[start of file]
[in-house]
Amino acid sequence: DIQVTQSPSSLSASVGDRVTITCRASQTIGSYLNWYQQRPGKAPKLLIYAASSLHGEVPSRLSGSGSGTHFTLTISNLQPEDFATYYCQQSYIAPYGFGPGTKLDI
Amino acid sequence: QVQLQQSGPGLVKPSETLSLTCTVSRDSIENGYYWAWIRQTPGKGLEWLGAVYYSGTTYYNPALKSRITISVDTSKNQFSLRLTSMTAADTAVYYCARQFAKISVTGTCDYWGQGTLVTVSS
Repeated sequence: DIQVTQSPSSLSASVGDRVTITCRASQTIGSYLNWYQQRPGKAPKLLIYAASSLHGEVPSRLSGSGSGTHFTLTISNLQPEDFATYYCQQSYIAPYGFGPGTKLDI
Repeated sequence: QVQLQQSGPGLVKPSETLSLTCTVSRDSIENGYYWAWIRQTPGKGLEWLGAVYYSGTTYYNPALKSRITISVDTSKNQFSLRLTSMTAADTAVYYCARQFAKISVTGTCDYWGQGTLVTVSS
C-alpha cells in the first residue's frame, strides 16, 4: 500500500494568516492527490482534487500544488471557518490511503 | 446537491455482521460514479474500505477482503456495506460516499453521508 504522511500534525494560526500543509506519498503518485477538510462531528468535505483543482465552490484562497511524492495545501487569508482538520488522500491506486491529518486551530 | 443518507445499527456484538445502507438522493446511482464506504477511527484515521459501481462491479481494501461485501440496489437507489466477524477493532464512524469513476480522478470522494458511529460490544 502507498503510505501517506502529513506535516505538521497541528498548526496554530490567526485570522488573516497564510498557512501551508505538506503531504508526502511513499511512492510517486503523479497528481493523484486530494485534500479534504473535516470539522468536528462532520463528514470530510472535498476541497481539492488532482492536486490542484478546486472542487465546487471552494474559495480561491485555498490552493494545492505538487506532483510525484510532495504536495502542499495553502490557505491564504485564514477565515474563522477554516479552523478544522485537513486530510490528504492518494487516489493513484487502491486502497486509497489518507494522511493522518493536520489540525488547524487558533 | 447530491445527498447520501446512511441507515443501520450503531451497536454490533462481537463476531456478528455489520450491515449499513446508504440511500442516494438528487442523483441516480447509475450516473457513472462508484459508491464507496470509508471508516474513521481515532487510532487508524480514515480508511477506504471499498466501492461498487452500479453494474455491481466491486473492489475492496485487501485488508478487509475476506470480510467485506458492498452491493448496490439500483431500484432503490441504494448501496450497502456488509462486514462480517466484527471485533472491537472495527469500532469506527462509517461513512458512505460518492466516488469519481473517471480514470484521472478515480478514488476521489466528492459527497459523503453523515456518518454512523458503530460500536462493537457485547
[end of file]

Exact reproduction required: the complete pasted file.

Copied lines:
[in-house]
Amino acid sequence: DIQVTQSPSSLSASVGDRVTITCRASQTIGSYLNWYQQRPGKAPKLLIYAASSLHGEVPSRLSGSGSGTHFTLTISNLQPEDFATYYCQQSYIAPYGFGPGTKLDI
Amino acid sequence: QVQLQQSGPGLVKPSETLSLTCTVSRDSIENGYYWAWIRQTPGKGLEWLGAVYYSGTTYYNPALKSRITISVDTSKNQFSLRLTSMTAADTAVYYCARQFAKISVTGTCDYWGQGTLVTVSS
Repeated sequence: DIQVTQSPSSLSASVGDRVTITCRASQTIGSYLNWYQQRPGKAPKLLIYAASSLHGEVPSRLSGSGSGTHFTLTISNLQPEDFATYYCQQSYIAPYGFGPGTKLDI
Repeated sequence: QVQLQQSGPGLVKPSETLSLTCTVSRDSIENGYYWAWIRQTPGKGLEWLGAVYYSGTTYYNPALKSRITISVDTSKNQFSLRLTSMTAADTAVYYCARQFAKISVTGTCDYWGQGTLVTVSS
C-alpha cells in the first residue's frame, strides 16, 4: 500500500494568516492527490482534487500544488471557518490511503 | 446537491455482521460514479474500505477482503456495506460516499453521508 504522511500534525494560526500543509506519498503518485477538510462531528468535505483543482465552490484562497511524492495545501487569508482538520488522500491506486491529518486551530 | 443518507445499527456484538445502507438522493446511482464506504477511527484515521459501481462491479481494501461485501440496489437507489466477524477493532464512524469513476480522478470522494458511529460490544 502507498503510505501517506502529513506535516505538521497541528498548526496554530490567526485570522488573516497564510498557512501551508505538506503531504508526502511513499511512492510517486503523479497528481493523484486530494485534500479534504473535516470539522468536528462532520463528514470530510472535498476541497481539492488532482492536486490542484478546486472542487465546487471552494474559495480561491485555498490552493494545492505538487506532483510525484510532495504536495502542499495553502490557505491564504485564514477565515474563522477554516479552523478544522485537513486530510490528504492518494487516489493513484487502491486502497486509497489518507494522511493522518493536520489540525488547524487558533 | 447530491445527498447520501446512511441507515443501520450503531451497536454490533462481537463476531456478528455489520450491515449499513446508504440511500442516494438528487442523483441516480447509475450516473457513472462508484459508491464507496470509508471508516474513521481515532487510532487508524480514515480508511477506504471499498466501492461498487452500479453494474455491481466491486473492489475492496485487501485488508478487509475476506470480510467485506458492498452491493448496490439500483431500484432503490441504494448501496450497502456488509462486514462480517466484527471485533472491537472495527469500532469506527462509517461513512458512505460518492466516488469519481473517471480514470484521472478515480478514488476521489466528492459527497459523503453523515456518518454512523458503530460500536462493537457485547